While the Railways was to contribute Rs 15,000 crore for the last three years towards Rashtriya Rail Sanraksha Kosh, it has been able to make provisions for only Rs 5,225 crore.
In 2019-20, the capital expenditure of Indian Railways (IR) increased 60 per cent over 2016-17.
The draft National Railways plan envisages a further increase in IR’s capital expenditure, but an analysis by Business Standard shows that IR has come to depend more on borrowings and budgetary support.
In 2016-17, while 11 per cent of its capital expenditure (capex) was funded by internal sources, in 2019-20 the ratio dropped to less than 1 per cent.
A 2015 Committee on Restructuring Railways had flagged that over-reliance on borrowings could exacerbate the financial situation of Railways.
Although staff costs and increasing pension liabilities are a significant source of drain for IR – staff costs account for over 70 per cent of the expenses – on the revenue side, the national carrier hasn’t performed too well either.
Freight earnings are down, and passenger services have suffered.
A report by the Comptroller and Auditor General (CAG), released in September 2020, showed that freight profits could barely catch up with passenger losses.
The Railways has also failed to capitalise on its assets. Sundry earnings, which account for revenues from advertising and lease of space and land, have also fallen.
Amid all this, the Business Standard analysis found that Railways’ spending on subsidies had increased manifold.
In 2004-05, Railways spent Rs 5,738 crore towards its net social sector obligations – revenue forgone due to transporting essential commodities, passenger concessions and fare subsidies.
Last year (2019-20), Railways’ obligations had ballooned nine times to Rs 45,542 crore.
Revenues did not grow proportionately.
While net social sector obligations accounted for 16.6 per cent of the total revenues in 2004-05, their share had risen to 26.6 per cent in 2019-20.
Of the total working expenditure, social sector obligations account for 22.2 per cent.
It is not surprising then that the operating ratio – the amount IR spends to earn Rs 100 – has increased drastically over the years.
In 2012-13, it spent Rs 90 to earn Rs 100; in 2019-20, it had to spend Rs 98 to earn Rs 100.
This figure, too, is fallacious. For the last two years, CAG has been highlighting how Railways is adjusting advance payments to manage its operating ratio.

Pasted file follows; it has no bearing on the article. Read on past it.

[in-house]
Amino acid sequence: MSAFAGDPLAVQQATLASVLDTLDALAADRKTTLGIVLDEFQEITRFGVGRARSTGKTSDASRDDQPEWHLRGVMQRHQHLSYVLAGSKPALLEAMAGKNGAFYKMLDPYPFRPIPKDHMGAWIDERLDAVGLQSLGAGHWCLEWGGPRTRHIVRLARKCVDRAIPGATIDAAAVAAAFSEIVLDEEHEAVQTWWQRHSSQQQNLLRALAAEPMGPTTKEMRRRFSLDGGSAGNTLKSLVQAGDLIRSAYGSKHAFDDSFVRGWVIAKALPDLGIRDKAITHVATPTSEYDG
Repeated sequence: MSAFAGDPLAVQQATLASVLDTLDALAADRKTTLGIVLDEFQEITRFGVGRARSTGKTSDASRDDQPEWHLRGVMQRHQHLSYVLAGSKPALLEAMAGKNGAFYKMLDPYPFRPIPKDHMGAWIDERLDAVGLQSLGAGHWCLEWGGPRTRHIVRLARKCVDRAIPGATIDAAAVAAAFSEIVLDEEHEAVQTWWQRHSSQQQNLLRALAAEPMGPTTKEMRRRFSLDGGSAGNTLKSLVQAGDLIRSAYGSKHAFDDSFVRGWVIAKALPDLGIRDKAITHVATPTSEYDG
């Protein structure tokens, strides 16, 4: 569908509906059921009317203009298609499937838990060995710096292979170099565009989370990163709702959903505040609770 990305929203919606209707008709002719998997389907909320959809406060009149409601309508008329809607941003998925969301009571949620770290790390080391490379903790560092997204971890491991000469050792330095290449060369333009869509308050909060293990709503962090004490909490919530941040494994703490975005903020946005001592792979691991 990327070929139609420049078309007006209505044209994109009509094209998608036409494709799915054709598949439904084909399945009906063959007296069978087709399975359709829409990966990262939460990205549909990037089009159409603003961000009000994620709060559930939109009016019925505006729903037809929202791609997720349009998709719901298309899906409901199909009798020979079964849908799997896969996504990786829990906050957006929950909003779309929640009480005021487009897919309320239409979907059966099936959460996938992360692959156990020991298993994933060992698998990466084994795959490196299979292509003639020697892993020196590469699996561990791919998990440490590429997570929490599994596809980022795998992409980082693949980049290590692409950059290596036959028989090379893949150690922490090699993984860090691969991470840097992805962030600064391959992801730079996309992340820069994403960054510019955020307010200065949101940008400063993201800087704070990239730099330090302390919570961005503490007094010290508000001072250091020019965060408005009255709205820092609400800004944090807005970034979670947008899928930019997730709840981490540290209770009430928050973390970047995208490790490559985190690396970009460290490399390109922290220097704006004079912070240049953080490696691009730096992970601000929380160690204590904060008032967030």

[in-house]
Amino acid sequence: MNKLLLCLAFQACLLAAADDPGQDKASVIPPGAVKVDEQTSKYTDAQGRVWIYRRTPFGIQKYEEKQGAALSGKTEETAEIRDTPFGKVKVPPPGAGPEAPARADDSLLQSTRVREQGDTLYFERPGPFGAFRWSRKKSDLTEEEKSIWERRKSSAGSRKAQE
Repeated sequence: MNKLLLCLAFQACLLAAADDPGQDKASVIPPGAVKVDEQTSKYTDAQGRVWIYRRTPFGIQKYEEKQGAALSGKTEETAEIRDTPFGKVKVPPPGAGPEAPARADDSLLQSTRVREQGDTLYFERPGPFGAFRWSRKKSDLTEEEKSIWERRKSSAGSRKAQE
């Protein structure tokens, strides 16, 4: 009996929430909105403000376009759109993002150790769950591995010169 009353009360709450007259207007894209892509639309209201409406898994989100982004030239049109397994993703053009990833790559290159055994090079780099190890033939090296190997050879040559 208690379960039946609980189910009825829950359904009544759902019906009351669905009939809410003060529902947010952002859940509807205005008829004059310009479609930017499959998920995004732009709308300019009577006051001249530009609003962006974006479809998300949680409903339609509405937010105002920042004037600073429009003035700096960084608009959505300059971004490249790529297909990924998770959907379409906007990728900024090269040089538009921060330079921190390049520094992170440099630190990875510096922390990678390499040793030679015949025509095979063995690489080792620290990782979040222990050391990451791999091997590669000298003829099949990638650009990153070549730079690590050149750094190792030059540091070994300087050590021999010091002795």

In 2017-18, for instance, Railways took advance payment for freight from NTPC and IRCON, which helped decrease its operating ratio from 102.7 to Rs 98. Similarly, in 2018-19, it took an advance from NTPC and CONCOR to improve its operating ratio from Rs 101.8 to 97.3.
However, CAG’s calculations only explain part of the problem.
Our analysis showed that the actual operating ratio for Railways in 2018-19 ought to be higher. And, this trend holds for the last few years.
Beside its net ordinary working expenses, the Railways appropriates two major funds each year – the pension fund and the depreciation reserve fund.
The purpose of the pension fund is to service the growing pension corpus.
The depreciation reserve fund is used by IR for renewals and replacement of fixed assets.
The appropriation under this head has reduced by over 90 per cent in the past five years.
Instead, the Railways has been carrying out track renewal and repairs using the Rashtriya Rail Sanraksha Kosh.
The RRSK fund with a corpus of Rs 1 trillion was started in 2017-18; repairs have been diverted from DRF to RRSK.
RRSK does not feature in the operating ratio calculations for Railways and is instead appropriated from profits.
While the Railways was to contribute Rs 15,000 crore for the last three years towards RRSK corpus, it has been able to make provisions for only Rs 5,225 crore.
If RRSK calculations are moved back to DRF, then operating ratios go haywire.
Railways has also not been paying dividend on its borrowings from the government since 2015-16.
While the loan from the government to the Railways is considered a loan in perpetuity, up until 2014-15 the carrier was paying a dividend of 4 per cent on it.
But given its dwindling finances, a Parliamentary Committee discontinued this practice until 2020-21.
The CAG report further highlights that even the calculations for appropriation to depreciation reserve fund may not be based on fundamentals.
Last year, in a valiant effort, the government included off-Budget borrowings to reflect in the fiscal deficit to present a better picture of government finances.
Railways may need to do the same, especially when it is embarking on an ambitious national rail plan for 2030.
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